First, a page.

A systematic review found that NAFLD is the most common cause of asymptomatic elevation of transaminase levels (25% to 51% of patients with elevated ALT or AST, depending on
the study population).1,10 NAFLD is divided into two
subtypes. The first is nonalcoholic fatty liver, defined
as hepatic steatosis without inflammation. The second,
more severe subtype is nonalcoholic steatohepatitis,
which is characterized by hepatocyte injury with ballooning of cells, inflammation, and in severe cases, fibrosis.10
Nonalcoholic fatty liver is generally benign and treated
successfully with lifestyle modification (Table 211-14),
whereas patients with nonalcoholic steatohepatitis have
significant risk of progression to cirrhosis and hepatocellular carcinoma.

The prevalence of nonalcoholic steatohepatitis is estimated at 3% to 5% of the adult population.10 Thus, the clinical challenge is to determine which patients with NAFLD are at risk of progression.

Ultrasonography* is the preferred first-line imaging modality for diagnosing hepatic steatosis,6,11,17 but it does not readily differentiate between nonalcoholic fatty liver and nonalcoholic

*See Diagnostic Accuracy and Reliability of Ultrasonography for the Detection of Fatty Liver: A Meta-Analysis 2011. Resource (4) below.

Given the variable progression of NAFLD, it is important to identify those at risk of advanced disease. The presence of liver fibrosis has been shown to be the best predictor of progression.18 Fibrosis is more common in patients older than 50 years.15 A number of clinical tests have been developed to help identify patients with fibrosis in lieu of a liver biopsy. The NAFLD fibrosis score (Table 3) uses clinical data to predict risk of liver-related complications and death from advanced disease.19

Patients with a high NAFLD fibrosis score, increased risk
of progression, or coexisting chronic liver disease should
be referred to a gastroenterologist.10

Vibration-controlled transient elastography has emerged as a useful noninvasive modality to assess for hepatic fibrosis and may help determine which patients should undergo liver biopsy.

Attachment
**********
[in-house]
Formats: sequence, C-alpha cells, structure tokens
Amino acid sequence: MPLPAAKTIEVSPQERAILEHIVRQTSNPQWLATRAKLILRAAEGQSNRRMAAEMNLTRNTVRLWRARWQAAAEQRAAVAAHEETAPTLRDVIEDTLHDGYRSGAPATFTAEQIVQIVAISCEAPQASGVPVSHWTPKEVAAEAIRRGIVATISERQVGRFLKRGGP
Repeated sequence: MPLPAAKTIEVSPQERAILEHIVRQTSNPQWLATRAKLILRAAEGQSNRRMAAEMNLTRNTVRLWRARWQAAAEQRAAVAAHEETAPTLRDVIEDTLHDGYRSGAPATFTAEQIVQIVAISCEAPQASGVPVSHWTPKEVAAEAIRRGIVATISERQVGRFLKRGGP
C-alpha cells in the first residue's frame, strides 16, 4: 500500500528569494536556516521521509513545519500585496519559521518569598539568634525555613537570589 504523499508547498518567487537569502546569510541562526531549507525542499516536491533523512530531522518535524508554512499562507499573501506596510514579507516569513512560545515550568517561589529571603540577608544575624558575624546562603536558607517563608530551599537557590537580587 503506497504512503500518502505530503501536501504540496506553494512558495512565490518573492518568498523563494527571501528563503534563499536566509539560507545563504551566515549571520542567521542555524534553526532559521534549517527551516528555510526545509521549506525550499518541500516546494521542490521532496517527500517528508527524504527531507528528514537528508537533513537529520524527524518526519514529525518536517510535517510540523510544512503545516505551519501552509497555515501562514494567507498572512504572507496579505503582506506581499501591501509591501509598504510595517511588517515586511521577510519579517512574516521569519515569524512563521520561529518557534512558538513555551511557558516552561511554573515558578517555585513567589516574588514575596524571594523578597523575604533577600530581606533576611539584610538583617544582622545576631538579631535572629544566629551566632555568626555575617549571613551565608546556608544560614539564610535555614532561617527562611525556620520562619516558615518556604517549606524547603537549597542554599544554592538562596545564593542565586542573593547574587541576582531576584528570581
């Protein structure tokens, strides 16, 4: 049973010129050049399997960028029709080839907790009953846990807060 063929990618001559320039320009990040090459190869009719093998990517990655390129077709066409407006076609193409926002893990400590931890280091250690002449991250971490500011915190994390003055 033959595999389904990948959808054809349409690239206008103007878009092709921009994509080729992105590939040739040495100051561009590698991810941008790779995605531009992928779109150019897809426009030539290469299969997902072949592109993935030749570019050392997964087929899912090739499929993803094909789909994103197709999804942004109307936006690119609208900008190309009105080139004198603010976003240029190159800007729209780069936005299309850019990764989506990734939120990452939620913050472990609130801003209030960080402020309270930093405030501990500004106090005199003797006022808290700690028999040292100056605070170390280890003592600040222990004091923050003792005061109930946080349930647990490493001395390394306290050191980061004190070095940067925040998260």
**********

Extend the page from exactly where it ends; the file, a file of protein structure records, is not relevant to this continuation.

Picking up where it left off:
Alcoholic Liver Disease

Excessive alcohol intake is the primary cause of liver-related mortality in western countries.21 Alcoholic liver disease and NAFLD have significant overlap in disease spectrum and histopathology.22 If history does not clearly distinguish the two conditions, the alcoholic liver disease/NAFLD index (Table 3) [above] can be used. This index differentiates the conditions based on ALT level, AST level, height, mean corpuscular volume,
sex, and weight. It has an LR+ of 12 and an LR– of 0.07, and has been prospectively validated in several varied populations.22-24


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(1) Mildly Elevated Liver Transaminase Levels: Causes and Evaluation [PubMed Abstract] [Full Text HTML] [Full Text PDF].  2017 Dec 1;96(11):709-715.

(2) A systematic review of the prevalence of mildly abnormal liver function tests and associated health outcomes[PubMed Abstract] [Full Text[Full Text PDF] . Eur J Gastroenterol Hepatol. 2015 Jan;27(1):1-7. doi: 10.1097/MEG.0000000000000233.

(3) Guidelines on the management of abnormal liver blood tests [PubMed Abstract] [Full Text HTML] [Full Text PDF].  2018 Jan;67(1):6-19. doi: 10.1136/gutjnl-2017-314924. Epub 2017 Nov 9.

(4) Diagnostic Accuracy and Reliability of Ultrasonography for the Detection of Fatty Liver: A Meta-Analysis [PubMed Abstract] [Full Text HTML] [Full Text PDF].  Hepatology. 2011 Sep 2; 54(3): 1082–1090.

The above article has been cited by over 100 articles in PubMed Central.